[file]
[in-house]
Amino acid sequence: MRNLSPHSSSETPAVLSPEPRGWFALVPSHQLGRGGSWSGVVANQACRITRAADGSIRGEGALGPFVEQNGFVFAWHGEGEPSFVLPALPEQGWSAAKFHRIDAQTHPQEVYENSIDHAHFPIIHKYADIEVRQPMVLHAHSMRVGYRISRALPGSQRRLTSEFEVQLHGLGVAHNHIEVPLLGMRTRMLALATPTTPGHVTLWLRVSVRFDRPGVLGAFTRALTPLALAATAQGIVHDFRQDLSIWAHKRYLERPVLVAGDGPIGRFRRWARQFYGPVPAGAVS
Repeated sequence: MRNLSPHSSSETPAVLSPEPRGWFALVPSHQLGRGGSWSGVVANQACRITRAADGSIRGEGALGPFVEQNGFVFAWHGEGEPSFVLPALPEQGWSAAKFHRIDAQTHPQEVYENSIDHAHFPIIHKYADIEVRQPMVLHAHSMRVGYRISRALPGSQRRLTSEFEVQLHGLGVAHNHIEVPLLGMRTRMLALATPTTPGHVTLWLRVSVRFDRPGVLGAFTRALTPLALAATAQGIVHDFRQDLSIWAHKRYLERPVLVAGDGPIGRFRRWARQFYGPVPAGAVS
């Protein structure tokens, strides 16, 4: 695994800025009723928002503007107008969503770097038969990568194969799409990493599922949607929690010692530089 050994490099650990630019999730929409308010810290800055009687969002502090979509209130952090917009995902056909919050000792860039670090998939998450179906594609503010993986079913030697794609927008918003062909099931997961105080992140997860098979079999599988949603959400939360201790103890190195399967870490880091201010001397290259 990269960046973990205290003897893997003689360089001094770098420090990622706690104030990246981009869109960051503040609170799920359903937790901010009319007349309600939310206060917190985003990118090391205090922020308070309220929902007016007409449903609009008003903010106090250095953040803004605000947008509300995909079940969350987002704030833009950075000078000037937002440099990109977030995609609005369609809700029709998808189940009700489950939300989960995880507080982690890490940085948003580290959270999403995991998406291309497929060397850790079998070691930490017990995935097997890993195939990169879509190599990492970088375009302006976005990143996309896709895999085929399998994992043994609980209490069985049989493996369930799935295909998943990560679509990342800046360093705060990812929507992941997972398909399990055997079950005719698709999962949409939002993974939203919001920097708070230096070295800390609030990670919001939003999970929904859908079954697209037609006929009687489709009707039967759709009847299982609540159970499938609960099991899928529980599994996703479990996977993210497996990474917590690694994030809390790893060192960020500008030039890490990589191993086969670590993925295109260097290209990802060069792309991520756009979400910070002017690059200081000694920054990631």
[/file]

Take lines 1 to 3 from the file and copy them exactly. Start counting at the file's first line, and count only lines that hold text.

[in-house]
Amino acid sequence: MRNLSPHSSSETPAVLSPEPRGWFALVPSHQLGRGGSWSGVVANQACRITRAADGSIRGEGALGPFVEQNGFVFAWHGEGEPSFVLPALPEQGWSAAKFHRIDAQTHPQEVYENSIDHAHFPIIHKYADIEVRQPMVLHAHSMRVGYRISRALPGSQRRLTSEFEVQLHGLGVAHNHIEVPLLGMRTRMLALATPTTPGHVTLWLRVSVRFDRPGVLGAFTRALTPLALAATAQGIVHDFRQDLSIWAHKRYLERPVLVAGDGPIGRFRRWARQFYGPVPAGAVS
Repeated sequence: MRNLSPHSSSETPAVLSPEPRGWFALVPSHQLGRGGSWSGVVANQACRITRAADGSIRGEGALGPFVEQNGFVFAWHGEGEPSFVLPALPEQGWSAAKFHRIDAQTHPQEVYENSIDHAHFPIIHKYADIEVRQPMVLHAHSMRVGYRISRALPGSQRRLTSEFEVQLHGLGVAHNHIEVPLLGMRTRMLALATPTTPGHVTLWLRVSVRFDRPGVLGAFTRALTPLALAATAQGIVHDFRQDLSIWAHKRYLERPVLVAGDGPIGRFRRWARQFYGPVPAGAVS